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  • $\begingroup$ Thanks a lot for the detailed comment! My sampling/labeling method is not random at all. Perhaps I explained myself wrongly on my first post: All my labeled data comes from an active training procedure (I started from scratch) where I classify mostly the 1st class predictions. From this labelled data I split into training-test to do performance evaluation but the class imbalancednes is way different from the one in the non-labelled data. From your last comment I get that the solution might be to oversample on the test data to make it more realistic? $\endgroup$
    – Luis
    Jun 15, 2022 at 14:41
  • $\begingroup$ I edited the original post with a quick scheme. I hope it illustrates the explanation. $\endgroup$
    – Luis
    Jun 15, 2022 at 15:03
  • $\begingroup$ My point is that there are solutions, if you had (which you haven't) sampled randomly in some form. Given what you did, I don't think there would be any realistic way to use data generated in this manner for evaluation (even if we assume that the original set of data perfectly represents your true target distribution) so that this comes close to how the real data behave. To get a decent evaluation of that, you'd want a new set of data without such labelling. Even taking some of the not yet labelled data from the current set as the starting point may be problematic. $\endgroup$
    – Björn
    Jun 15, 2022 at 15:20
  • $\begingroup$ Okay I get it know. I might ten consider classifying some new data preserving the class proportions using random sampling. I guess that might be the easiest way around. $\endgroup$
    – Luis
    Jun 16, 2022 at 8:25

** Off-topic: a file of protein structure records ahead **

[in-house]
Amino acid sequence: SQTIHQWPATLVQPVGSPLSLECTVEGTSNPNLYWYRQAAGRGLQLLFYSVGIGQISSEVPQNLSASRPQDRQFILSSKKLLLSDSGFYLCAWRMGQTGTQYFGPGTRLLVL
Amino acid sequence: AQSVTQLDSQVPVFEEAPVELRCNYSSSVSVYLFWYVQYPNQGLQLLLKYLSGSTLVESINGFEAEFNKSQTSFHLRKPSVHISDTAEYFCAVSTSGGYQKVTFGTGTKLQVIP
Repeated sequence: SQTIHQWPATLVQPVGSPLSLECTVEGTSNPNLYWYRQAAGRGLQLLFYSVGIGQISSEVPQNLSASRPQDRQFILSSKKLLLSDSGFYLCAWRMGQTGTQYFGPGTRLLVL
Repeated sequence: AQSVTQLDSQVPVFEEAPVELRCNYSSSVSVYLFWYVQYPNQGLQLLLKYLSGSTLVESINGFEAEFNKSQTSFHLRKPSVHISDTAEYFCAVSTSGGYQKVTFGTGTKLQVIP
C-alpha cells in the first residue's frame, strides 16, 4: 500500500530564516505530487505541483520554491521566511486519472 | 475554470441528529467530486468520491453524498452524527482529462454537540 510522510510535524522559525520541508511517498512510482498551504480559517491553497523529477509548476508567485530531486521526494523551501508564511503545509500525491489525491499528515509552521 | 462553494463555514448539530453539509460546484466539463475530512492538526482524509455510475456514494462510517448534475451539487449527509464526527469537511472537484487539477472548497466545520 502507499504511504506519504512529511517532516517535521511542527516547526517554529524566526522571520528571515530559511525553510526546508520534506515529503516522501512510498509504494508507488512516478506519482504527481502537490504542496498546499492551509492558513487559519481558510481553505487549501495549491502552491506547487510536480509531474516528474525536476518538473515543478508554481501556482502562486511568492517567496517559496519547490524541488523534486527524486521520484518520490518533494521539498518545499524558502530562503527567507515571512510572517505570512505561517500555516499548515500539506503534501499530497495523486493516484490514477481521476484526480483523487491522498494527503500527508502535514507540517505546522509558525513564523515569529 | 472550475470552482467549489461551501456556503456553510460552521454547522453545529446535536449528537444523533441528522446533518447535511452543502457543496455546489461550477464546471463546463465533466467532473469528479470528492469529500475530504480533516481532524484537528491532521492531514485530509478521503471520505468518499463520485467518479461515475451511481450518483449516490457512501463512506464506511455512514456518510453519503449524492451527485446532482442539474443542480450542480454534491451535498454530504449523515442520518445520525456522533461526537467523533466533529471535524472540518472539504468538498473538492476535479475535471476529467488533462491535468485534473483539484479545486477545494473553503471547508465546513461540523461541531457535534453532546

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As @Björn explains, your test set is biased because you created it by deterministically choosing the "top examples" to label. This introduces bias in the evaluation that you cannot correct for.

However, you don't necessarily need to sample examples randomly to evaluate machine learning models correctly if you are more strategic in how you select examples to label.

This is called active testing; you can learn more about it in [1].

The gist: It's okay to introduce bias by actively selecting test examples to label as long as it is possible to remove the bias afterwards. Obviously this makes for more efficient evaluation; it can also reduce the variance of the performance estimator.

The procedure outlined in [1] uses a surrogate model to estimate acquisition probabilities, which indicate how valuable an example is to label next. So instead of choosing an example deterministically, you sample it according to its acquisition probability. The idea behind using the surrogate is to (a) account for uncertainty over the outcomes; (b) make predictions that are diverse to the model f(x) under evaluation, and (c) incorporate information from all available data.

[1] J. Kossen, S. Farquhar, Y. Gal, and T. Rainforth. Active testing: Sample-efficient model evaluation. In Proceedings of the 38th International Conference on Machine Learning, 2021. https://doi.org/10.48550/arXiv.2103.05331